I tried really hard, but I just can’t go that long without a bird post. At least I gave you a little bit of a break, but as sure as the sun will rise tomorrow, we are once again featuring a feathered friend .. wait, let me put a little more emphasis on that .. featuring a NEW bird to the blog.
To be honest, I kind of held back on this one during Project Checkov. I had plenty of ‘S’s for that particular post, but I did wimp out and use the Mallard for the ‘M’ entry when in fact I had this water bird available. Wait a minute, I might not have mentioned the whole basis for Project Chekov. I think I at least hinted that there was a theme in a previous post but maybe didn’t state it for those that didn’t figure it out. Each entry of that post started with a different letter in alphabetical order. That element made the effort extremely difficult requiring a number of days to lay out that series with the photographs that were in the backlog. If you didn’t catch that you may have underestimated just how hard that project was. Oh and of course the name was a play on the fact I was trying to complete a bunch of CHECK OFFs on my bird list. There isn’t a real check mark until a picture is taken and it shows up on this blog. There was one and only one reason I didn’t go with this bird over the Mallard and that is due to the end of this title – there were too many shots I wanted to feature and why this post is really spread out over two parts. Rather than get ahead of myself, let’s focus on the aspects of this set of Mute Swans!
All of these pictures were taken down at Banner Marsh in Banner Illinois over different visits to the marsh. Every time we head down there, we are greeted by at least one Mute Swan hanging out among the weeds or enjoying a slow paddle on the water. I never really thought much of it while taking the shots, but this particular Swan has a pretty narrow distribution in North America predominantly around the Great Lakes region. They are primarily a European and Asian Swan but introduced into North America in the late 19th century. Some consider the Mute Swan an invasive bird due to their disruption to the natural waterfowl population.
Hit the jump to see a few more shots of these rather large birds.
From a photographer’s perspective, I really like the first two shots. The lighting is a little more muted (hehehe) in those, but it seems to help the overall calmness of the scene. Not to mention the first one has cygnets – score! With that said, the following shots are not the best execution – they tend to be a little soft and taken in pretty harsh lighting. Not to mention they were taken at the full extent of The Beast across a large pond.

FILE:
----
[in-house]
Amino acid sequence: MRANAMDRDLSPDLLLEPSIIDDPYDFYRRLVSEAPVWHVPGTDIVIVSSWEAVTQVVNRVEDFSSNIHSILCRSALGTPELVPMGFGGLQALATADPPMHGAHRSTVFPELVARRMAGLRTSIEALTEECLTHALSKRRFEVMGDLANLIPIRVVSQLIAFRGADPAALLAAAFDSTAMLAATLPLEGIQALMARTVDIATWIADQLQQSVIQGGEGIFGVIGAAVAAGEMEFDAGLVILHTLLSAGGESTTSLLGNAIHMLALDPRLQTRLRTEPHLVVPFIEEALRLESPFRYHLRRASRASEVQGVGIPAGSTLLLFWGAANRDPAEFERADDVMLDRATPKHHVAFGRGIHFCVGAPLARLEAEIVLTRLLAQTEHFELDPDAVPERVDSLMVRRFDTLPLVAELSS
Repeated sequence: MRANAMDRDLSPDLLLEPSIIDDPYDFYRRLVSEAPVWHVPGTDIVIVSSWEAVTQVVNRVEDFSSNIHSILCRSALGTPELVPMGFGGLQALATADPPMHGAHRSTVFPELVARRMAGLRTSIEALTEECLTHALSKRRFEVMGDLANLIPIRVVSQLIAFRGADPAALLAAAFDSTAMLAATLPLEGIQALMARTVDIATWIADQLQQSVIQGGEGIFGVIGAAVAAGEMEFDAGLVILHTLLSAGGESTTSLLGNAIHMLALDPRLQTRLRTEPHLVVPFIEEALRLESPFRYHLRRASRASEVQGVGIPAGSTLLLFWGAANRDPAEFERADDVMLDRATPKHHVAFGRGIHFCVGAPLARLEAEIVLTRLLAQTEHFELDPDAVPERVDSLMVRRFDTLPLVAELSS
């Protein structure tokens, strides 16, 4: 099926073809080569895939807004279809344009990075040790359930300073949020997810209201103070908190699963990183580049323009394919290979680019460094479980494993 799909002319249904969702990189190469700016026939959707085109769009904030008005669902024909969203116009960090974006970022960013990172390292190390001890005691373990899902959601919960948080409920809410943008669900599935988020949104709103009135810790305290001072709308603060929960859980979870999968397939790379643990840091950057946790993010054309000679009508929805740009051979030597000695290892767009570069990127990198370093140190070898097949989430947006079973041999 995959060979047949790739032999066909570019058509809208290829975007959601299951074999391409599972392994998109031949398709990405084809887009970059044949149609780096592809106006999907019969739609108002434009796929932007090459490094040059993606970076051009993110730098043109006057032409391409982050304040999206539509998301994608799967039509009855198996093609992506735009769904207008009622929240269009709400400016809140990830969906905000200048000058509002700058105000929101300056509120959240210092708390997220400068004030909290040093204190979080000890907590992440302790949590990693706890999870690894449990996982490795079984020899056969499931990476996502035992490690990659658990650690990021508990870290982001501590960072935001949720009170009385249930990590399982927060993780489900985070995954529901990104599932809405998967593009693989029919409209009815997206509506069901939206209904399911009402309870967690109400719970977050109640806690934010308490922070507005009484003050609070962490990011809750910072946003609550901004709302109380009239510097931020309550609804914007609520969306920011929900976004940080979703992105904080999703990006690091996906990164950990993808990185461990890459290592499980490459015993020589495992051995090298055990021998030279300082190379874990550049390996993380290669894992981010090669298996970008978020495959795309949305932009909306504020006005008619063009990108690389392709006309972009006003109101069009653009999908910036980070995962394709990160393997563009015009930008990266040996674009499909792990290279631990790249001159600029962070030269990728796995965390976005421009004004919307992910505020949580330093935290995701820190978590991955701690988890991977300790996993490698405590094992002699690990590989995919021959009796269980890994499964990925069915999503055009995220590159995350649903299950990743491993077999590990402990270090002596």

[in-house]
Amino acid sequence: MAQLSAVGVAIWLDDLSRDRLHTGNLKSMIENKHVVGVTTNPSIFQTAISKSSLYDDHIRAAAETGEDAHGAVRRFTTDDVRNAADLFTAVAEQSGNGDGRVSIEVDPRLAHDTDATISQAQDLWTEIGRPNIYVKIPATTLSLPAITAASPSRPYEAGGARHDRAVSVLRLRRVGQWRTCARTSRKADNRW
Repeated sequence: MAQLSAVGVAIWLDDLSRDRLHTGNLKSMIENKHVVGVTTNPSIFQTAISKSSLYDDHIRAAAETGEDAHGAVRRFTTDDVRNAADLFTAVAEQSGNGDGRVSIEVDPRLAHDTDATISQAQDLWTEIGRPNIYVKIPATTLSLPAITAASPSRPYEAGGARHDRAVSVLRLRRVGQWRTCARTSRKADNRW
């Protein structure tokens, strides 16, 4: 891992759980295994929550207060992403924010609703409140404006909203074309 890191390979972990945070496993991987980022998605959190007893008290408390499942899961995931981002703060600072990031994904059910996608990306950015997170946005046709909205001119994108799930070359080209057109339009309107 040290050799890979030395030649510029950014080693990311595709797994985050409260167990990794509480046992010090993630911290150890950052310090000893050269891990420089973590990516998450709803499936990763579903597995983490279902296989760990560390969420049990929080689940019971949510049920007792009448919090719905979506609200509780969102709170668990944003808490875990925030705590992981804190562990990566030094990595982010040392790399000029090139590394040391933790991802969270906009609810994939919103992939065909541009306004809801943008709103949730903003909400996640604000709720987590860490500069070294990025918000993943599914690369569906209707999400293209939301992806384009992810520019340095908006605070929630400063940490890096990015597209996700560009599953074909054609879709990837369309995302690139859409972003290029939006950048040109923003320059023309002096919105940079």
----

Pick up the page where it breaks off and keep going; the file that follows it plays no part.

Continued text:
.. but they have cygnets! This pair was busy guarding their little ones and keeping a lookout for anything foolish enough to take on these large and aggressive birds. Notice the cygnet in the middle mimicking the parents in the following shot… perhaps mocking might be a better description.
… which the mother doesn’t seem to take too kindly in the next shot. Also take note, both of those adults were keeping an eye on me to make sure I stayed in place even though crossing that body of water had never once crossed my mind since it is filled with snakes and snappers. Top that off with Wikipedia’s description they are able to defend coyote attacks and may even have a wing attack that can break a man’s leg (they didn’t seem too convinced of that in the article). They were dead on in that fact they will claim a large territory for themselves – we have never seen more than one pair out at Banner per visit.
Although their cygnets possess a fragile look to them, their parents will make any adversaries pay for an attack. Wikipedia did mention their common predators are snapping turtles which is kind of sad – having dealt with one in my own yard (link here), these little ones wouldn’t have a chance. The big question is whether the adults can hear them coming and properly defend against those attacks from the deep.
I’ll save some facts for part two and go ahead and close this post. Now to place that check mark!
4 thoughts on “A Cute Mute Pt 1”
I had deduced that “Chekov” was a play on “Check Off”, although at that time I didn’t realize that you don’t check off a bird on your list unless photos have been posted here. Believe it or not, although I did notice that birds with the same first letters were sometimes grouped in posts as an alliterative device, I did not notice that the alphabet and its order were a theme!! Too clever for me.
So….are Mute Swans mute?? Or do they just rarely honk? BTW, I love the pictures with the cygnets more than the ones without, and I may like the one with the single parent better than the ones with two parents for no real reason.
I noticed you mentioned that early in the series, but disappointed you missed the letter arrangement – that was really really hard being as I was limited to shots I had already taken (and in most cases a year plus out – thus the catch up process).
Mute Swans are not mute – they are actually quite loud. Admittedly the double parent shots are not my best work which might be the reason you like the others better – pretty harsh light and I had to really shop those up to make them even look as good as they did (thank god for CS6 hehehe)
Been so busy hunting down a new bird I have not had a chance to focus on this blog as of late – must remedy that quickly!
I did notice that you started your Chekhov series on Jan. 1 and ended it on Jan. 26, and subconsciously I had associated the number 26 with the number of letters in the alphabet, so I was very, very close.
February is a short month!
soooo close hehehehe – figured this post gave it away – Where are yoU … see what I did there .. I made the U capitalized to make it stand out … all but telling my readers what was going on .. sigh